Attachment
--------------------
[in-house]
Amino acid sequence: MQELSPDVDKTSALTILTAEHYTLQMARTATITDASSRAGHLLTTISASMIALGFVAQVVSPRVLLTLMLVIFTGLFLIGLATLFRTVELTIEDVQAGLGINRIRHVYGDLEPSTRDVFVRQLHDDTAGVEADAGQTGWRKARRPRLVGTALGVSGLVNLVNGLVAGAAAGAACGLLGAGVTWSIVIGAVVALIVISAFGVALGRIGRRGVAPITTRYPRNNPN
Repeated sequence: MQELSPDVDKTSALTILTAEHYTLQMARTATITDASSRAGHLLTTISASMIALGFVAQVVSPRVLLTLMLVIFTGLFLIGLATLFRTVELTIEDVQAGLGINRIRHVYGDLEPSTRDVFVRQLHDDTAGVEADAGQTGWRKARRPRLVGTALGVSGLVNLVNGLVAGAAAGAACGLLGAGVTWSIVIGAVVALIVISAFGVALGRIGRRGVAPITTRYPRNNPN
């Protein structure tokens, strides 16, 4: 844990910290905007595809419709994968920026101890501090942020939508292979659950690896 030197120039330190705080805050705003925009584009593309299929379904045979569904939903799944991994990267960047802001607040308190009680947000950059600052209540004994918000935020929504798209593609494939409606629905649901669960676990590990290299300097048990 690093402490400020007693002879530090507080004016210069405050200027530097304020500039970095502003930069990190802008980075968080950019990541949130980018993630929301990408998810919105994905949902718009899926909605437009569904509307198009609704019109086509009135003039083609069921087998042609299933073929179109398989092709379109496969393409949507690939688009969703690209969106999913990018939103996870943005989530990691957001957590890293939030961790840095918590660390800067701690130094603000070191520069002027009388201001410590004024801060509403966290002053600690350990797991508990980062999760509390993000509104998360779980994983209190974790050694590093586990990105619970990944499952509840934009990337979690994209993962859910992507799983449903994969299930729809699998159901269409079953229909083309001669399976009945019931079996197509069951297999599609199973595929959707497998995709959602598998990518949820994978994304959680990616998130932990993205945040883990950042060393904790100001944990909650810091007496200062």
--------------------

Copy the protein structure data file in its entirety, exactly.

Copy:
[in-house]
Amino acid sequence: MQELSPDVDKTSALTILTAEHYTLQMARTATITDASSRAGHLLTTISASMIALGFVAQVVSPRVLLTLMLVIFTGLFLIGLATLFRTVELTIEDVQAGLGINRIRHVYGDLEPSTRDVFVRQLHDDTAGVEADAGQTGWRKARRPRLVGTALGVSGLVNLVNGLVAGAAAGAACGLLGAGVTWSIVIGAVVALIVISAFGVALGRIGRRGVAPITTRYPRNNPN
Repeated sequence: MQELSPDVDKTSALTILTAEHYTLQMARTATITDASSRAGHLLTTISASMIALGFVAQVVSPRVLLTLMLVIFTGLFLIGLATLFRTVELTIEDVQAGLGINRIRHVYGDLEPSTRDVFVRQLHDDTAGVEADAGQTGWRKARRPRLVGTALGVSGLVNLVNGLVAGAAAGAACGLLGAGVTWSIVIGAVVALIVISAFGVALGRIGRRGVAPITTRYPRNNPN
């Protein structure tokens, strides 16, 4: 844990910290905007595809419709994968920026101890501090942020939508292979659950690896 030197120039330190705080805050705003925009584009593309299929379904045979569904939903799944991994990267960047802001607040308190009680947000950059600052209540004994918000935020929504798209593609494939409606629905649901669960676990590990290299300097048990 690093402490400020007693002879530090507080004016210069405050200027530097304020500039970095502003930069990190802008980075968080950019990541949130980018993630929301990408998810919105994905949902718009899926909605437009569904509307198009609704019109086509009135003039083609069921087998042609299933073929179109398989092709379109496969393409949507690939688009969703690209969106999913990018939103996870943005989530990691957001957590890293939030961790840095918590660390800067701690130094603000070191520069002027009388201001410590004024801060509403966290002053600690350990797991508990980062999760509390993000509104998360779980994983209190974790050694590093586990990105619970990944499952509840934009990337979690994209993962859910992507799983449903994969299930729809699998159901269409079953229909083309001669399976009945019931079996197509069951297999599609199973595929959707497998995709959602598998990518949820994978994304959680990616998130932990993205945040883990950042060393904790100001944990909650810091007496200062």